Brake Booster Found. Now Let’s Rebuild It.

Posted: January 29, 2012 in Uncategorized
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**Disclaimer:

The information contained in this post is for general information purposes only. The information is provided by me.  I  make no representations or warranties of any kind, express or implied, about the completeness, accuracy, reliability, suitability or availability with respect to this post or the information, products, services, or related graphics contained in this post  for any purpose. Any reliance you place on such information is therefore strictly at your own risk.

In no event will I be liable for any loss or damage including without limitation, indirect or consequential loss or damage, or any loss or damage whatsoever arising from information you obtain from this post,  arising out of, or in connection with, the use of this post. I am not a professional brake booster rebuilder, and only offer this post for informational purposes. **

After a long search, I found a 1957-1958 Ford Fairlane Kelsey Hayes Brake Booster on craigslist.  I paid more than I wanted to for it, but I lost out one one on Ebay and decided I should just get it.

I also found a rebuild kit available for this Kelsey Hayes Brake booster.  It included a bellows & all the bushings/seals to make it functional. I purchased mine from The Bird Nest, a Thunderbird Parts supplier in Oregon. The Kelsey Hayes booster was available on 1958 & 1959 Thunderbirds as well. The only difference is the end mounting bracket is different than what is used on a Full size Ford. No matter, as the bellows and seal are all the same.  Their website is http://www.tbirdparts.com , the price was $69.95.

The tools you will need are basic. Standard screw driver, 7/16 socket, extension, and ratchet &  snap ring pliers. You will to pry out a pressed in bushing, but I will leave you to decide what you need for that. You will also need a tube of white lithium grease.

The dismantling process included removing the three 7/16 nuts off the end of the bracket plate.

   Once those are taken off, and the washers beneath them taken off you can remove the

plate/bracket assembly from the booster by pulling it straight off the booster.

   Once the bracket is off, you can now squeeze the bellows together and see the shaft of the booster.

On the end of the shaft is a metal clip. Slide the metal clip off the side of

the shaft. Once the clip is off, you can now remove the cone shaped metal air filter that is pushed down the center of the shaft.  Once that is removed, you can now remove the snap ring that is on the end of the shaft.

  Once removed, a washer and seal can then be taken off exposing the bare shaft.  This next step

is a little tricky.  The bellows has a large spring that is under tension that is  slid over the shaft     and each end of the spring is pushing on each metal plate on the top and bottom of the bellows.

With the shaft aimed away from you,  and a firm grip on the plate, carefully peel back the rubber bellow from around the plate.  Work your way around the plate pulling the rubber back allowing the plate to come away from the bellows.  Once the plate is free,  slowly release the tension on the spring by lifting the plate off the shaft.

  

Now that the large spring has no more tension, pull it off the shaft, and set it aside, along with the plate you just removed.

Next we will need to remove the 3 bolts located at the bottom of the shaft plate in the bottom of the bellows area. These bolts have a 7/16 size head. You will also need an socket extension to reach to these bolts through the bellows.  Once these bolts are removed, you can carefully pry the outer plate located on the backside of the bellows away from the shaft plate that is still inside the bellows.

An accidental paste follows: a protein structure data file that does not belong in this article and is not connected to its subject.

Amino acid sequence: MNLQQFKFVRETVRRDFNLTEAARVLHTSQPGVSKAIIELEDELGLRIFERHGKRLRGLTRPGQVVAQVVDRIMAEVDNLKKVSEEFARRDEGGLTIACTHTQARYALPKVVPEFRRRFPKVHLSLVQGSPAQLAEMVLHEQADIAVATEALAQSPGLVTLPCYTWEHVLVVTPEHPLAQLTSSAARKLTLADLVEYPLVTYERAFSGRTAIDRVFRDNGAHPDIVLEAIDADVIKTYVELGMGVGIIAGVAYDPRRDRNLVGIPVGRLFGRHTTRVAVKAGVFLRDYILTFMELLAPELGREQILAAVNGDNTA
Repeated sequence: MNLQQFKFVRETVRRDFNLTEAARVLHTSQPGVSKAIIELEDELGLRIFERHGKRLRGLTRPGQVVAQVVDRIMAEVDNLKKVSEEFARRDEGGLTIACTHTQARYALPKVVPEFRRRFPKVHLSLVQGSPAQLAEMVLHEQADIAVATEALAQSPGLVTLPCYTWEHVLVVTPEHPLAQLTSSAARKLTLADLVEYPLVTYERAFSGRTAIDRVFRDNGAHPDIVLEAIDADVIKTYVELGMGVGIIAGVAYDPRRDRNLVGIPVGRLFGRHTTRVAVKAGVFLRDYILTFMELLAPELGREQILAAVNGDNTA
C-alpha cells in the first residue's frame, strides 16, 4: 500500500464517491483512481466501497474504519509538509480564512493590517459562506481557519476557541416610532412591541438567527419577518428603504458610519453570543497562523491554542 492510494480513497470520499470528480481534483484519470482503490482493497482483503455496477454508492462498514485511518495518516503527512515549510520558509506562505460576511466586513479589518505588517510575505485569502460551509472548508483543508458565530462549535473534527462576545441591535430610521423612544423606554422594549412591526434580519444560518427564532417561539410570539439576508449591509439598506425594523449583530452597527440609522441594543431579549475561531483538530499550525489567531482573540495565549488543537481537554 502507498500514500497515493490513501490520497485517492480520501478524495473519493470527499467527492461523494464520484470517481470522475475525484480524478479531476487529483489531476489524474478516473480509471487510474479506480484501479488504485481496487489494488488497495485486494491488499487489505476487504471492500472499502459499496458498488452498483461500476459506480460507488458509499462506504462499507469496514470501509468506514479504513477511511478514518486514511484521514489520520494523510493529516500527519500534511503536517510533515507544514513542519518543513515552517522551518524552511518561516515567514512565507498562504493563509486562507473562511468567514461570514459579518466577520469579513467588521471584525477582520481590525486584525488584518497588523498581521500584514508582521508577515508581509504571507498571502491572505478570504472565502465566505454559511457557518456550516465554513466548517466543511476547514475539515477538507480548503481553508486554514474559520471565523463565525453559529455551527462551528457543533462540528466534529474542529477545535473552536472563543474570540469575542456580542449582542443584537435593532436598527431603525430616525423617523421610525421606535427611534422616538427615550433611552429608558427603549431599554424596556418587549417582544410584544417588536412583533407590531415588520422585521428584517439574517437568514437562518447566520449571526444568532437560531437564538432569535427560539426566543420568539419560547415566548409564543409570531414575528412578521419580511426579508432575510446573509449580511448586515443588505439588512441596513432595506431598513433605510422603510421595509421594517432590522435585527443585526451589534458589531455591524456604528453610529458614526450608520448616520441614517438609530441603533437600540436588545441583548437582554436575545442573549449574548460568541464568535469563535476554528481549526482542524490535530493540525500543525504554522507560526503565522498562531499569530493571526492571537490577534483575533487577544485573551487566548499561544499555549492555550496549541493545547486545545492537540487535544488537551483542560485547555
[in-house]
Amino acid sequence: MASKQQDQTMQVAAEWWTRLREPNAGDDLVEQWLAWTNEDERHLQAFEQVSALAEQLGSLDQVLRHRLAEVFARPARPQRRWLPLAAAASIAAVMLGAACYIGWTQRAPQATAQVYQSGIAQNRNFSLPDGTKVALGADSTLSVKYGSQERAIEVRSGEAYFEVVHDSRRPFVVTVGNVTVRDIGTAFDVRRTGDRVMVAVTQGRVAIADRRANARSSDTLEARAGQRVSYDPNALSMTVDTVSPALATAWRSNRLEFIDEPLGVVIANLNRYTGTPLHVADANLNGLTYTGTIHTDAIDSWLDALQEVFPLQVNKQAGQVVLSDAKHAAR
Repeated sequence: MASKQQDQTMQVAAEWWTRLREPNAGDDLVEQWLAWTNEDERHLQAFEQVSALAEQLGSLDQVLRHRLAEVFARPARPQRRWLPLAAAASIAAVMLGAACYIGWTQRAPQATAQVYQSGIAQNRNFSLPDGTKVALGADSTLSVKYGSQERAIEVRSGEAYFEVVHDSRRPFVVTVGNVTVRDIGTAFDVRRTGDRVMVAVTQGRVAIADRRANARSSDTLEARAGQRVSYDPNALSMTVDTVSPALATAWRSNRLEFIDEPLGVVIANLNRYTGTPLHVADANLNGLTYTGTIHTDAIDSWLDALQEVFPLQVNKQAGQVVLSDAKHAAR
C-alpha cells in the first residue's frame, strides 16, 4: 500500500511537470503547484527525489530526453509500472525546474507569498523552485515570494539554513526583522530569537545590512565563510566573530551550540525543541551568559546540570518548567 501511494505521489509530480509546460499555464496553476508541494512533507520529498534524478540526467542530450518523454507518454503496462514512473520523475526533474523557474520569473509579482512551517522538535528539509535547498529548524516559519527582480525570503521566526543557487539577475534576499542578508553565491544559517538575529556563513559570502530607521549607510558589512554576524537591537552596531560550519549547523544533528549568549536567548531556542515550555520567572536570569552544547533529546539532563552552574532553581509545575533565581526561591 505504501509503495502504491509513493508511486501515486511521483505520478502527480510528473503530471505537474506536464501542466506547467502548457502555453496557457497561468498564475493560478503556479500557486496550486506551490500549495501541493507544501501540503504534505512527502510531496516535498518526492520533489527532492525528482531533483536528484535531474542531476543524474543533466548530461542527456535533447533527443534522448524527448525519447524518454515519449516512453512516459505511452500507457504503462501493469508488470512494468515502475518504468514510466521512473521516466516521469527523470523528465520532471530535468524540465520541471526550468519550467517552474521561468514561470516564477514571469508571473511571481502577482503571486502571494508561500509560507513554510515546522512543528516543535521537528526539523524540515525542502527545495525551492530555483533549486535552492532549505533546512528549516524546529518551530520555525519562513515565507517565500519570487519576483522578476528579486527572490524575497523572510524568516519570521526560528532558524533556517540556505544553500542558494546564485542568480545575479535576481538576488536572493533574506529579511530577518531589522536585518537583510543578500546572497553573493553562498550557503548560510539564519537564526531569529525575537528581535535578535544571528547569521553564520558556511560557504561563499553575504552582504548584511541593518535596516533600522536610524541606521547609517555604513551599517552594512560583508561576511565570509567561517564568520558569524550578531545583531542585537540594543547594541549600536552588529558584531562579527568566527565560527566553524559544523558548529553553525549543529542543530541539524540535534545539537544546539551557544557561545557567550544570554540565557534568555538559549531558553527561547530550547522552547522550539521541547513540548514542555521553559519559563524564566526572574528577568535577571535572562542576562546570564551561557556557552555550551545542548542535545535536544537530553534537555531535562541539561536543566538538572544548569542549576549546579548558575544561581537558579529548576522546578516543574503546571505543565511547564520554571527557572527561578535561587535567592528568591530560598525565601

Set the plate aside, and move onto removing the large bellows plate that has the shaft all the way through the bellows. Carefully lift up on the outer lip edge of the bellows surrounding the plate.  Pull back on it, moving all the way around until the plate is free. Pull it out and set it aside.

 

 

 

 

The only thing left you have to remove now are the three metal diaphragm rings located inside   the center 3 grooves of the rubber bellows.  These rings are there, to make sure the bellows does not collapse or deform from the air vacuum that is going through it when you press/depress the brake pedal. These can be a pain to remove, but you can save yourself a bunch of time if you just cut them out of the old bellows. This will not spare you the agony of putting them into the new bellows!

Now you have successfully dismantled a 1957-1958 Kelsey Hayes under dash booster used on 1957 – 1958 Ford cars.

Now lets rebuild this:

  On the back side of this plate, you will see a small spring. Remove the spring, and set it aside.     With the spring out,  you will see a rubber donut ring that you will need to remove. I just use a flat edge screwdriver and carefully work my way around the edge,  lightly prying up on it.  Soon the seal will come off, revealing two metal pieces on the back side of the rubber seal, and a spring.

 

 

 

 

 

 

 

Find the new seal from in the kit, and carefully take the metal pieces from the old seal, and coat them with a light smear of white lithium grease on both sides. Put them into the new seal, and give the internals of the new seal a light smear of white lithium grease as well.

 

  Next, grab the tip of the small shaft that is left protruding out of the plate you just took the seal off of, and put it straight out.  On this shaft you will see a small rubber donut seal and a white plastic button. The button is pushed onto the end of the seal. Carefully grab the button with a pair of pliers and very lightly pull the button off. If the button is stuck on, carefully twist it back and forth until it loosens up. Do not crush this plastic button with too much pressure from the pliers!!  Once it is off,  you can remove the donut seal. This one was really stuck on there  hard, so don’t be afraid to get aggressive with the seal. It has turned hard over the years and mine almost felt like plastic rather than rubber. Take note that the seal his goes on one direction, with the hollow area pointing toward the button.  Grease the shaft with white lithium grease and push the new seal onto the shaft. Then push the white plastic button back on with your fingers.